Students, Parents, and Teachers on Track: Intervention Development for Youth with Emotional Disturbance
Purpose: Students with emotional disturbance (ED) are often removed from their mainstream educational settings and placed in highly structured treatment settings (e.g., alternative schools) where intensive services are provided to the student. When students return to their general education home school, those services and supports abruptly stop, leading to difficult transitions for students and an increased likelihood of poor educational outcomes (e.g., dropout). The purpose of this project is to develop and pilot test an intervention, On Track, for middle school students with ED that is intended to promote successful student transitions from a treatment setting to neighborhood middle schools.
Project Activities: The research will take place in three phases: development, feasibility testing, and pilot testing. During the initial development phase, the materials and procedures for each of the intervention components will be developed, and information gathered from teacher and parent focus groups will be used to revise the components. Feasibility testing will include implementing the components of the intervention first with a member of the research team as the case manager and then with school personnel serving as the case manager. Data collected through focus groups of school administrators, parents, and teachers will be used to inform the development process. The pilot test will occur during year three, and will determine whether the intervention shows promise for improving student behavior and academic outcomes, parental engagement and academic support of students, and implementation of transition plans at receiving middle schools.
Products: The product will be a fully developed version of On Track, a 9-month intervention designed to facilitate transition of students with ED from a self-contained day school to their respective home middle schools. Additional products include published reports and presentations on the feasibility and promise of the intervention.
Setting: The project will take place in an alternative day treatment school and general education middle schools in Oregon.
Population: A total of 20 students in Grades 6 through 8 who are eligible for special education under the emotional disturbed category will participate. In addition, parents, teachers and teacher aides of all participating students at the day treatment school (6 teachers and 4 aides, n = 10) and the home school (n = 40) will participate. A subsample of parents (n = 10) and teachers (n = 10) will also be recruited to participate in focus groups.
Intervention: The intervention will have four components: (a) behavioral progress monitoring, (b) parent support, (c) skills coaching, and (d) case management. The intervention will be implemented during the last 3 months when students are attending a self-contained day school and preparing to transition back to their home middle school. It will then continue in the students' home middle school for 6 months after they transition to their home school.
Research Design and Methods: This development project will follow an iterative design process consisting of focus groups and trial implementations followed by revisions. Data from school-based personnel and students will be used to identify issues regarding the intervention's feasibility, usability, and acceptability. Data on the potential impact on student behavior, parental engagement, and school support of the students will also be collected in addition to information on the implementation of transition plans at receiving middle schools. For the pilot study, a quasi-experimental design will be utilized in which On Track will be compared to services as usual. Qualitative and quantitative data will be collected at baseline, followed by 3, 6, and 9 school months post-baseline for each student.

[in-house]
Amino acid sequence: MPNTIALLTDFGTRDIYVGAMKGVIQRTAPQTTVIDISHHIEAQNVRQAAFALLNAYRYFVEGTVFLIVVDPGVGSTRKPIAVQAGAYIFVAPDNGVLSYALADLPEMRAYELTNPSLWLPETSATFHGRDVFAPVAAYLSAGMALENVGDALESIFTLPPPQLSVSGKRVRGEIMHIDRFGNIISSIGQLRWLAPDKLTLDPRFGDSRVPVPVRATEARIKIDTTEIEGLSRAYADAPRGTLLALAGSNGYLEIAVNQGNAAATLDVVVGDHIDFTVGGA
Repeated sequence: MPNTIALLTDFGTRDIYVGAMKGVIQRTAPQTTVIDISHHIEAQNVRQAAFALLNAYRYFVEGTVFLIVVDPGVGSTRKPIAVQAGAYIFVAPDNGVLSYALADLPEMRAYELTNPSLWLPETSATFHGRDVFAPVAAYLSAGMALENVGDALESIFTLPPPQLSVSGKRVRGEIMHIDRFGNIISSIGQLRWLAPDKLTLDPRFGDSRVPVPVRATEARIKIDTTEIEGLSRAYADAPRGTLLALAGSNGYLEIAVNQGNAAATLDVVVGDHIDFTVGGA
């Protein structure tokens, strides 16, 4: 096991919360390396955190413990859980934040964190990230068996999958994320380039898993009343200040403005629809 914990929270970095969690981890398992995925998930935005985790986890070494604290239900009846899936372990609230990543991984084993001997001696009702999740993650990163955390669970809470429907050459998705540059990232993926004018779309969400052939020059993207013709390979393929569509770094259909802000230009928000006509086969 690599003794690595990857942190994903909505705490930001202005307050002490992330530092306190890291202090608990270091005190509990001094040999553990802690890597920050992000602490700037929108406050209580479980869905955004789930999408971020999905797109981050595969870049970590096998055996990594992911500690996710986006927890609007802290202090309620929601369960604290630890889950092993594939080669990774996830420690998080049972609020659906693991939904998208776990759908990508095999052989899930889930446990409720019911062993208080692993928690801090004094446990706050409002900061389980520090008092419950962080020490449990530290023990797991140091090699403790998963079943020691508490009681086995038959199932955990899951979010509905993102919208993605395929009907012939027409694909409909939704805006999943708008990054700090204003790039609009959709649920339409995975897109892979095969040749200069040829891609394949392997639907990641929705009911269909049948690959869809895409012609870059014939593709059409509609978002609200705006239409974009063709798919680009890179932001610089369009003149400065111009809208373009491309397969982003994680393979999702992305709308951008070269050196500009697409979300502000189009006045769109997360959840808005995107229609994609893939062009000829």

Control Group: For the pilot study, the comparison group will be students from the day school (and their parents and teachers) transitioning to their home middle schools with the usual services provided.
Key Measures: Four main types of outcomes will be measured: (a) transition outcomes (services following students to the home school), (b) student outcomes (decreased problem/increased positive behaviors), (c) parent outcomes (reinforcement system for home study time), and (d) feasibility outcomes (parent and teacher satisfaction, adherence, competence). Multi-method, multi-reporter measures include a blend of standardized measures, direct observations, and student record data.
Data Analytic Strategy: Qualitative and quantitative data will be used in an iterative evaluation and refinement process. Qualitative focus group data will be coded and analyzed to identify emerging patterns and themes. Quantitative analyses will be used to revise and refine On Track and evaluate intervention outcomes.
Journal article, monograph, or newsletter
Buchanan, R., Nese, R.N.T., Palinkas, L.A., and Ruppert, T. (2015). Refining an Intervention for Students With Emotional Disturbance Using Qualitative Parent and Teacher Data. Children and Youth Services Review, 58: 41–49. doi:10.1016/j.childyouth.2015.08.014
Buchanan, R., Nese, R.T., and Clark, M. (2016). Stakeholders' Voices: Defining Needs of Students with Emotional and Behavioral Disorders Transitioning between School Settings. Behavioral Disorders, 41(3): 135–147. doi:10.17988/BD-15–73.1 Full text
Buchanan, R., Ruppert, T., and Cariveau, T. (2016). Transition Supports for At-Risk Students: A Case Example. Journal of At-Risk Issues, 19(2): 9–15.